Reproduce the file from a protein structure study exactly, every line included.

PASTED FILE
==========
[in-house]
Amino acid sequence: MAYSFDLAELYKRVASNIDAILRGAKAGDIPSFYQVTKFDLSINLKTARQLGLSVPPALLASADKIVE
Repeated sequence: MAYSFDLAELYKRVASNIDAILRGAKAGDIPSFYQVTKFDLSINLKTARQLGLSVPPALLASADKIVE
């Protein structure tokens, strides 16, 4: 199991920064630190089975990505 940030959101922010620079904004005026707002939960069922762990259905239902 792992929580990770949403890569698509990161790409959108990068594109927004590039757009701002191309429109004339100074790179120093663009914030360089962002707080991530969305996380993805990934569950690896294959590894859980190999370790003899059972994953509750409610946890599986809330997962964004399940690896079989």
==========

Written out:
[in-house]
Amino acid sequence: MAYSFDLAELYKRVASNIDAILRGAKAGDIPSFYQVTKFDLSINLKTARQLGLSVPPALLASADKIVE
Repeated sequence: MAYSFDLAELYKRVASNIDAILRGAKAGDIPSFYQVTKFDLSINLKTARQLGLSVPPALLASADKIVE
């Protein structure tokens, strides 16, 4: 199991920064630190089975990505 940030959101922010620079904004005026707002939960069922762990259905239902 792992929580990770949403890569698509990161790409959108990068594109927004590039757009701002191309429109004339100074790179120093663009914030360089962002707080991530969305996380993805990934569950690896294959590894859980190999370790003899059972994953509750409610946890599986809330997962964004399940690896079989």